Denial is a very interesting thing.
If there was one thing that struck me more than any other during the A’s annual media luncheon this afternoon, it was that. The A’s always kick off 2008 by stuffing the scribes and trotting out the manager for a Q-and-A session, and it’s always interesting to hear what the skipper thinks. And after all of five minutes, I was left wondering, “What is he thinking?”
Here’s what he was saying:
On the perception the rebuilding A’s may struggle (OK, stink): “The perception is not accurate. We’re going to try to win every game.”
On the expectations created (OK, devalued) with the trades of Nick Swisher and Dan Haren: “I don’t feel like just because we traded a couple of our players that it’s going to make that much of a difference.”
Like I said, denial is an interesting thing.
Now, I understand that Geren shouldn’t be condemned for airing feelings that go so far against the conventional wisdom. More power to him, in fact.
That said, it is fair to wonder if has a true grasp of what’s happened this winter. The reasons Billy Beane gave for making the trades that robbed Geren of his staff ace and his second-most productive hitter were that 1) he didn’t feel like this team could win enough if returned in tact and 2) he wanted to get younger and restock the farm system. Given that reasoning, you’d hope Geren would realize it enough to separate what’s best for the future with what’s best for the present.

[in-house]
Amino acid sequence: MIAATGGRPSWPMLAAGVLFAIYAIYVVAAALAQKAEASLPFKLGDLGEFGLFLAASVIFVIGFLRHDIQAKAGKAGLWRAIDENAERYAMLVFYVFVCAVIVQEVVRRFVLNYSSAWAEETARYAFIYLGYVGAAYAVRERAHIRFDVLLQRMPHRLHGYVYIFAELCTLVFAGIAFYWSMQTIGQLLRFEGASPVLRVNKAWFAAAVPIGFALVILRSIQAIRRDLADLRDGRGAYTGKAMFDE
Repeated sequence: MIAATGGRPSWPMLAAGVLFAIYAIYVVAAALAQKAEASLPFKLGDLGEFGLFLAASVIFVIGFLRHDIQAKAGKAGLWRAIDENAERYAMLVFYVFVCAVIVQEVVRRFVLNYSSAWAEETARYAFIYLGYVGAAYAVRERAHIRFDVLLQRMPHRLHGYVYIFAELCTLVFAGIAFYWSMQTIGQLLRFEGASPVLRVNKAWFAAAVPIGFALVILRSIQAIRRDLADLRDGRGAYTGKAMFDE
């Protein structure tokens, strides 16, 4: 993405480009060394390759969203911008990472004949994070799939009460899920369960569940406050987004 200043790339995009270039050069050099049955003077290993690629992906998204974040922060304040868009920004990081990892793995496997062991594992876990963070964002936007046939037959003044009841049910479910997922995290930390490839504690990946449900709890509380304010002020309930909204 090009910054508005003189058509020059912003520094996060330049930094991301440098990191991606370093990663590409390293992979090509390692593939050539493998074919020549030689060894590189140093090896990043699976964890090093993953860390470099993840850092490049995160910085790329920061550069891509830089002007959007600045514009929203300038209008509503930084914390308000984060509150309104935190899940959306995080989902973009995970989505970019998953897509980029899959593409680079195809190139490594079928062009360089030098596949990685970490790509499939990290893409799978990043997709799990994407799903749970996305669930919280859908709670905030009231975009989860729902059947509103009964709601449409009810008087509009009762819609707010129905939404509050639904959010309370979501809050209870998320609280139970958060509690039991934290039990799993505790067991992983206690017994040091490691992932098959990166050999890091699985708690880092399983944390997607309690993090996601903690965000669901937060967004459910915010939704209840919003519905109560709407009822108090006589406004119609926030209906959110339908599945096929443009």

Example: A young pitcher (say Gio Gonzalez), gets lit up early in a start during April. Does Geren stick with him to see how the starter handles such a thing at the expense of trying to win that game, or does he yank him early? Or say, Daric Barton goes into a titanic slump in May? Does Geren give him at-bats in clutch situations with a game on the line, or does he pinch-hit for him? And if it’s the latter, what kind of message does it send?
Anyway, these kind of questions will iron themselves out once the season begins, but it will be worth following. Geren must maintain his credibility in the A’s clubhouse after a 2007 campaign in which he struggled to do so, and a few silly moves could cause him to lose the respect of the few veterans who remain.
Meantime, here are some of the other things Geren said during the luncheon:
— Joe Blanton and Rich Harden will be the first two starters in Japan. Of course, this is dependent on both of them still being on the roster come the season-opener.
— He will emphasize winning in spring training, because he doesn’t want all the talk about rebuilding to leave a message that the A’s shouldn’t try to win. That’s kind of a tweak on his above quote and seems reasonable.
— Third baseman Eric Chavez has started baseball activities and has “absolutely no set-backs” from three offseason surgeries.
— Justin Duchscherer is “going to have to prove” he belongs in the starting rotation. Duchscherer, who had hip surgery last season, reportedly has had no set-backs.
— Dana Eveland, one of six players acquired from Arizona in the Haren deal, has a motion and stuff comparable to David Wells. Let’s hope he won’t have that body shape, either.